If, after doing these things, you still feel anxious then do not hesitate to get outside help. You might choose to see an expert such as myself, and modern techniques of psychology or hypnotherapy can solve problems very quickly. If your issues are around work, check out what your human resources department is doing. Many employers are aware of the tensions and problems their employees might be facing and have put some very good support services and networks in place.
End of lockdown is a good time to change habits
While we are on the subject of habits, it is worth taking a look at the habits we may have developed over the recent period. Some may be good and helpful; some may be interfering with your life. Now is the time to look at these habits because, as life begins to change, you may find some are getting in your way.
Pay special attention to things which are related to health and the virus. Of course, safety and hygiene remain very important, but keep a perspective. If for example you are keeping your house at hospital levels of cleanliness, then it might be time to change. Think about what you are doing at the moment. Perhaps now might be an opportunity to get your chronic pain self- management skills back on track, it might even help to keep a diary for a couple of days so you get a fuller picture. Then gather the evidence, consider it, discuss it with others you trust and think about any changes which would benefit you at this point in time.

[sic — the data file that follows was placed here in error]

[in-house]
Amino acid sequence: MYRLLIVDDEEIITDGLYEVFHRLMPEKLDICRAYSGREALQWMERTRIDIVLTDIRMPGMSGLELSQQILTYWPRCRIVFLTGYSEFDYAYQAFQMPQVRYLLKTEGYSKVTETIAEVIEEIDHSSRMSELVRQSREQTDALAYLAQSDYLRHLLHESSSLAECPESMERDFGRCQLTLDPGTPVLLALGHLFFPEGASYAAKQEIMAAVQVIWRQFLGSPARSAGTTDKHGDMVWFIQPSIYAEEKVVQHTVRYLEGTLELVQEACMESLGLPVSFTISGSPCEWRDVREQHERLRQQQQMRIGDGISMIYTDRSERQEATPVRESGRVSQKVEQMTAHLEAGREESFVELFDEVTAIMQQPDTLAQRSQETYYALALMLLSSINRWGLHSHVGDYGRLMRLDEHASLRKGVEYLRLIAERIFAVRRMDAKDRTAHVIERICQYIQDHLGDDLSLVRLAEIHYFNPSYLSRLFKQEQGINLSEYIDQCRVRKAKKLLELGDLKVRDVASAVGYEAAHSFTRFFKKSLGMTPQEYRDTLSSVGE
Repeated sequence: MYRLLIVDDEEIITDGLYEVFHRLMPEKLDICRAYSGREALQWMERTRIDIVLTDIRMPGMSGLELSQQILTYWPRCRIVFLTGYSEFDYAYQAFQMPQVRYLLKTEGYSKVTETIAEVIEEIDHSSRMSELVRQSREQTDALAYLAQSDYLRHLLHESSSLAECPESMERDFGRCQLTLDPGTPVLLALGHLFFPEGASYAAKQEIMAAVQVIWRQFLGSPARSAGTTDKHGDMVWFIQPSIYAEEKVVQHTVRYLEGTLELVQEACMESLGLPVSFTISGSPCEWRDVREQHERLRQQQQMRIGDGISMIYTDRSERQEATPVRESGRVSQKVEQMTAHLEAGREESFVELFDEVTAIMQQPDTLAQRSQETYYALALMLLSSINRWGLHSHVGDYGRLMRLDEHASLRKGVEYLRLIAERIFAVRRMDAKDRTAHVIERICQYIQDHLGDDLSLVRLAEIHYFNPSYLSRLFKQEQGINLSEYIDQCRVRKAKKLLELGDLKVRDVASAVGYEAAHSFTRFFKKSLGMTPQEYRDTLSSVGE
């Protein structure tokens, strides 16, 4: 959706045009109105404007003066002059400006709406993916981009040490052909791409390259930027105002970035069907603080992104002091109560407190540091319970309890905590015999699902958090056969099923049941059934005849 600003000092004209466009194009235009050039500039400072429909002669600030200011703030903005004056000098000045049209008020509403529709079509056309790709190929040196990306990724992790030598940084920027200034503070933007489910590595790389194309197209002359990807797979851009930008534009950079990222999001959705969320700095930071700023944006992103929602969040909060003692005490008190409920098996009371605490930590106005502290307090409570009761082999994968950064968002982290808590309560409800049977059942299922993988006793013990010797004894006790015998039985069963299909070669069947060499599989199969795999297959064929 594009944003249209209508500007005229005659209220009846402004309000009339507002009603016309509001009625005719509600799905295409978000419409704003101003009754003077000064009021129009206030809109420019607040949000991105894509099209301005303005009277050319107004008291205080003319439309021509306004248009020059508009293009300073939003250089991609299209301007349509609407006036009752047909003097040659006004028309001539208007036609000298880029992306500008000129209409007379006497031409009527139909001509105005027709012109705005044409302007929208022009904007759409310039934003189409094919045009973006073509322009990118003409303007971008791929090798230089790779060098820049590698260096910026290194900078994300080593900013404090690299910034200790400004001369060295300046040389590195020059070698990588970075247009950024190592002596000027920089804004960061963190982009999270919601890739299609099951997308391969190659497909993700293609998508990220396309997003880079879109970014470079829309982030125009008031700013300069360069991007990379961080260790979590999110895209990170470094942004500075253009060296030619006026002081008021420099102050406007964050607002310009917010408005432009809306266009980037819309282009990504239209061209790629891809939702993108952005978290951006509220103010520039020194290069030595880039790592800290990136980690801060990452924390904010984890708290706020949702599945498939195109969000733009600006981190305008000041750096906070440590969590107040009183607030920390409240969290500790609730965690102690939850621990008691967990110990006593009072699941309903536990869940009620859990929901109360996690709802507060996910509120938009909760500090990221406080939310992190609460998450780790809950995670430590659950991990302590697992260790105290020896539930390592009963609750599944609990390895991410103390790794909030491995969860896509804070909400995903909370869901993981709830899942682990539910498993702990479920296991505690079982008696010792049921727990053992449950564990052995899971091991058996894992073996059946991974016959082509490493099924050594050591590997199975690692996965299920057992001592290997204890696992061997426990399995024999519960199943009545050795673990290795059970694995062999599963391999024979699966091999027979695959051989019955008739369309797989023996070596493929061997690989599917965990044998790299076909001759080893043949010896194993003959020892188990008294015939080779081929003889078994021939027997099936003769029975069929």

Lastly, keep a learning mindset. Look at change as a time to develop new ways of doing things and find out different aspects of your own life. We have a long way to go with the pandemic, so make your own journey as interesting and rich as possible.